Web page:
Laurence Leduc-Primeau, In the End…

Laurence Leduc-Primeau, In the End They Told Them All to Get Lost, translated by Natalia Hero, is published by QC Fiction of Québec this month – my thanks to them for this ARC.

It’s not their strongest title in what’s been so far an excellent series of prose fiction works translated from the French. Here’s a link to those I’ve posted on here so far.

My favourite to date is Eric Dupont’s Giller Prize shortlisted epic Songs for the Cold of Heart, which does what all fine fiction does: creates its own world and characters out of recognisable features and makes them new. This new title is a typically unconventional choice for the publishers: it’s essentially a long stream of fragments of the thoughts and impressions of the narrator, a young Canadian woman called Chloé who has ended up in a Spanish-speaking South American country, and is trying to make sense of her new, alien surroundings.

Leduc-Primeau, In the End cover‘My God, it’s humid’, she thinks early on. ‘How can you stand it?’ What marks out the narrative from the run of the mill is the originality of the narrative perspective: Chloé is here addressing her only friend – a stain on the wall she’s named Betty.

She complains about the endless noise, the ‘people who use their windows as ashtrays.’ The din gets inside her skull:

No wonder they say this town is the therapy capital of the world.

Everyone’s crazy here. That’s why I came.

Her housemates are a feckless lot. There’s a lot of debauchery and decadence, very little in the way of plot.

What sustains the reader’s interest is that fey, vulnerable voice of the narrator’s. She’s lonely, desperate for human connection, prepared to settle for exploitative sex if necessary. She doesn’t even speak the local language at first, but things improve when she becomes more fluent. She even gets a job as a theatre receptionist.

Still she finds the world around her difficult to interpret. It’s full of significance that almost always eludes her. She struggles to integrate her life and her heart.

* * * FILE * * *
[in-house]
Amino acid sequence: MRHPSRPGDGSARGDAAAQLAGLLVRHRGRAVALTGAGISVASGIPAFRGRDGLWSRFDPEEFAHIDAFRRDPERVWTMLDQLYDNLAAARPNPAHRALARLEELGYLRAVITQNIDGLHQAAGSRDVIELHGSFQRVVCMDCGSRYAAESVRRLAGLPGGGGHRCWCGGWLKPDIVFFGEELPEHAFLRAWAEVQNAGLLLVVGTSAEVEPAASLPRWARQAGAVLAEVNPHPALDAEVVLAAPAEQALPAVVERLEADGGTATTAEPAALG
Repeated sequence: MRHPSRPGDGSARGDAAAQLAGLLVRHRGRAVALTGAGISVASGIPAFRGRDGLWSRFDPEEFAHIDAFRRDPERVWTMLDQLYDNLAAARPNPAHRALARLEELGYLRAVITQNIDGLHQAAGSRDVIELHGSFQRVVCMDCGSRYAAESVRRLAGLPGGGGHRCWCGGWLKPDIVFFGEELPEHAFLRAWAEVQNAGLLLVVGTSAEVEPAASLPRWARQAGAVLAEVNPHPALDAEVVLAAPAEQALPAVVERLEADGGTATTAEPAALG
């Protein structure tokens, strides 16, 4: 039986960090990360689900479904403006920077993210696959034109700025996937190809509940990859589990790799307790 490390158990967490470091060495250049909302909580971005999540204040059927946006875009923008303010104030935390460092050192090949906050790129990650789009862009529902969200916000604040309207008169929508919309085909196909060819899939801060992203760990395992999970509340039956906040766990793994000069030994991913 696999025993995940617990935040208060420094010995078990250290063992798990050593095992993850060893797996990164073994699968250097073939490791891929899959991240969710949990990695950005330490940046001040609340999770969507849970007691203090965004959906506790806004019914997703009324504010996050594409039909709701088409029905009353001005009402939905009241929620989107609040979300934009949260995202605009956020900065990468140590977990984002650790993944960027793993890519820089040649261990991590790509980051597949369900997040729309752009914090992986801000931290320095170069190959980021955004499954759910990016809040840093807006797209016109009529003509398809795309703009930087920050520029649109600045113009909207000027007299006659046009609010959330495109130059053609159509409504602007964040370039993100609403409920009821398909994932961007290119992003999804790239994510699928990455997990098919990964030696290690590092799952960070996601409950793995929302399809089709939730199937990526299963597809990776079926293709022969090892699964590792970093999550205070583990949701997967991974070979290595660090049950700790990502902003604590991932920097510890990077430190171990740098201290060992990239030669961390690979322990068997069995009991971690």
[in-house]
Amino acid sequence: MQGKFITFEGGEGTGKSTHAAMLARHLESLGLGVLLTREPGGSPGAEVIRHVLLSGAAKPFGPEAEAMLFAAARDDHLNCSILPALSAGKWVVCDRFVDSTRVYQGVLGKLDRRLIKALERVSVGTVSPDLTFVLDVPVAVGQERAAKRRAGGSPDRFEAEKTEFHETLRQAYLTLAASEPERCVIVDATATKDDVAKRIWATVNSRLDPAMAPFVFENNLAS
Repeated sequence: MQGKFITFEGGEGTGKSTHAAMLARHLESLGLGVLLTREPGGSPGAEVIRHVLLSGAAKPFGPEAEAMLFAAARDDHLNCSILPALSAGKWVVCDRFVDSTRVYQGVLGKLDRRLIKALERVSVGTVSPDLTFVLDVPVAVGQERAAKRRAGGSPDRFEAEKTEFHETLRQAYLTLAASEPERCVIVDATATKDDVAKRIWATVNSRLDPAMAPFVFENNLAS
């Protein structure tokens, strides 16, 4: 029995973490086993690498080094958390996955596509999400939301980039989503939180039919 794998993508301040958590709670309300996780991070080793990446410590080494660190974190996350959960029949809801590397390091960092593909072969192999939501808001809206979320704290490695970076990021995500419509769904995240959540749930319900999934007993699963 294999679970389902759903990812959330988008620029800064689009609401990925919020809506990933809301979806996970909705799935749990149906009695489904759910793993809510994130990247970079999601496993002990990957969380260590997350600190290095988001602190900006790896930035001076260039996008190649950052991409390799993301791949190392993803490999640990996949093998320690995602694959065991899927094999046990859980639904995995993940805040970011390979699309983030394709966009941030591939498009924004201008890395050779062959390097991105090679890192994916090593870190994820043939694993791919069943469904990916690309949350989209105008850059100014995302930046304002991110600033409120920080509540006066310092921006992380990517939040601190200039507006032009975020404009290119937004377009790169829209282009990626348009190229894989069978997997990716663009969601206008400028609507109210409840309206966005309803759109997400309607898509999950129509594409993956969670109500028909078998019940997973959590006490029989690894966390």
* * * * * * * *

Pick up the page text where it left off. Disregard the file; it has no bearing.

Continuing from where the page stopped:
As an account of a young woman’s attempt to coalesce with the world she inhabits it’s a daring, raw and engaging narrative. Its fragmentary nature is an apt reflection of her experience and sensibility.

The translator has done a fine job in rendering the rangy, demotic voice of this narrator: the prose never drags its heels. She does well to leave the frequent Spanish expressions in their original: this heightens the sense of Chloé’s exclusion from the language and the lives of others. Her growth is indicated by her starting to meditate on the semantics and structures of that Spanish language.

Thanks again to QC Fiction for making available to the anglophone world these works that deserve wider dissemination – every one in the series that I’ve read so far has been original and fresh.

Available April 15.

 

Lost at sea: Charles Quimper, In Every Wave

Charles Quimper, In Every Wave. QC Fiction, available from 1 November 2018. First published 2017 as Marée montante

In a recent interview in the online magazine Québec Reads Charles Quimper was asked:

What, if anything, would you say defines Quebec literature?

 

An inwardness of character, I think, and a complexity in the emotions they experience. There’s a toughness, a harshness of tone that’s difficult to capture or define in just a few words.

This sums up the first-person narrative – monologue – and the narrator’s tangled, indefinable sensations and emotions in Quimper’s first novel, In Every Wave.